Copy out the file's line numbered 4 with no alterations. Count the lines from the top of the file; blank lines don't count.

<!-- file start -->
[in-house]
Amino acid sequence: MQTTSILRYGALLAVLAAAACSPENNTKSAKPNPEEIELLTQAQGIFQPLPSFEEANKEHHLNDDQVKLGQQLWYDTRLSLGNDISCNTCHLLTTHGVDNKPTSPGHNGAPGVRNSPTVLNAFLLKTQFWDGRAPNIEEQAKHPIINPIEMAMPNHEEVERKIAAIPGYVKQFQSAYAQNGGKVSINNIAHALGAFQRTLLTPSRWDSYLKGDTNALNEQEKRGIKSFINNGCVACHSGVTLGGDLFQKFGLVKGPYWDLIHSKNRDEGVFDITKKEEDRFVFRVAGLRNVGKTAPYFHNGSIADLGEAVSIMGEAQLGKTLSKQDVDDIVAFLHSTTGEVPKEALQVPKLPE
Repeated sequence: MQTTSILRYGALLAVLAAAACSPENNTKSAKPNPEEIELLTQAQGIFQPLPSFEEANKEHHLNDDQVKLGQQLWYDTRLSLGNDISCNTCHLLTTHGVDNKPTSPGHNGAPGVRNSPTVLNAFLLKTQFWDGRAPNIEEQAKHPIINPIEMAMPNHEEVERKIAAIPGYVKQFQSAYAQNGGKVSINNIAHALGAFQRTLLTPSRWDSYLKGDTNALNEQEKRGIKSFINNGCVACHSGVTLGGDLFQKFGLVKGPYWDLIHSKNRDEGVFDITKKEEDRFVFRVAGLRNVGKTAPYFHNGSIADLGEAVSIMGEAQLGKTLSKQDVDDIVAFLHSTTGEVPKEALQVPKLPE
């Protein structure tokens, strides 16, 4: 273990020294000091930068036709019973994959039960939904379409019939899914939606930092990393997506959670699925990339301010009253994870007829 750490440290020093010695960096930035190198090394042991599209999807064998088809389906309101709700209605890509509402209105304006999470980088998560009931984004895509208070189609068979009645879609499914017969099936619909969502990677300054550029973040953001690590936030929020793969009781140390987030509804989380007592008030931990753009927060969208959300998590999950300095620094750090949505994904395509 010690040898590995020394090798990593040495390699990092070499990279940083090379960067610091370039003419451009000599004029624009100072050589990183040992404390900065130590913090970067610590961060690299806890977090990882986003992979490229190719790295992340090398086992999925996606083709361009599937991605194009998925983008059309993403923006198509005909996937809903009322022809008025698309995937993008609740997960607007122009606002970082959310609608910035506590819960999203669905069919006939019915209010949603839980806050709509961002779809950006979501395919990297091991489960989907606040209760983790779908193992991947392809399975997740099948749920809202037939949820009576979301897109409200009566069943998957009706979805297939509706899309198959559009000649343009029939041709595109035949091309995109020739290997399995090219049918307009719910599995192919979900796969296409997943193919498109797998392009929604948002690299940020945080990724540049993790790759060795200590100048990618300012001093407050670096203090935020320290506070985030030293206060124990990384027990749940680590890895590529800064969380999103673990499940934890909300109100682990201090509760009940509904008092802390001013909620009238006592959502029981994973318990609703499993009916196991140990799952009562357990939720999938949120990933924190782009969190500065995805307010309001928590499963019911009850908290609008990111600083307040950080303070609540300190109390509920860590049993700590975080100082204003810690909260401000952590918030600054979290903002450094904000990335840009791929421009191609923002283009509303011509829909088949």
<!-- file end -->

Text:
């Protein structure tokens, strides 16, 4: 273990020294000091930068036709019973994959039960939904379409019939899914939606930092990393997506959670699925990339301010009253994870007829 750490440290020093010695960096930035190198090394042991599209999807064998088809389906309101709700209605890509509402209105304006999470980088998560009931984004895509208070189609068979009645879609499914017969099936619909969502990677300054550029973040953001690590936030929020793969009781140390987030509804989380007592008030931990753009927060969208959300998590999950300095620094750090949505994904395509 010690040898590995020394090798990593040495390699990092070499990279940083090379960067610091370039003419451009000599004029624009100072050589990183040992404390900065130590913090970067610590961060690299806890977090990882986003992979490229190719790295992340090398086992999925996606083709361009599937991605194009998925983008059309993403923006198509005909996937809903009322022809008025698309995937993008609740997960607007122009606002970082959310609608910035506590819960999203669905069919006939019915209010949603839980806050709509961002779809950006979501395919990297091991489960989907606040209760983790779908193992991947392809399975997740099948749920809202037939949820009576979301897109409200009566069943998957009706979805297939509706899309198959559009000649343009029939041709595109035949091309995109020739290997399995090219049918307009719910599995192919979900796969296409997943193919498109797998392009929604948002690299940020945080990724540049993790790759060795200590100048990618300012001093407050670096203090935020320290506070985030030293206060124990990384027990749940680590890895590529800064969380999103673990499940934890909300109100682990201090509760009940509904008092802390001013909620009238006592959502029981994973318990609703499993009916196991140990799952009562357990939720999938949120990933924190782009969190500065995805307010309001928590499963019911009850908290609008990111600083307040950080303070609540300190109390509920860590049993700590975080100082204003810690909260401000952590918030600054979290903002450094904000990335840009791929421009191609923002283009509303011509829909088949």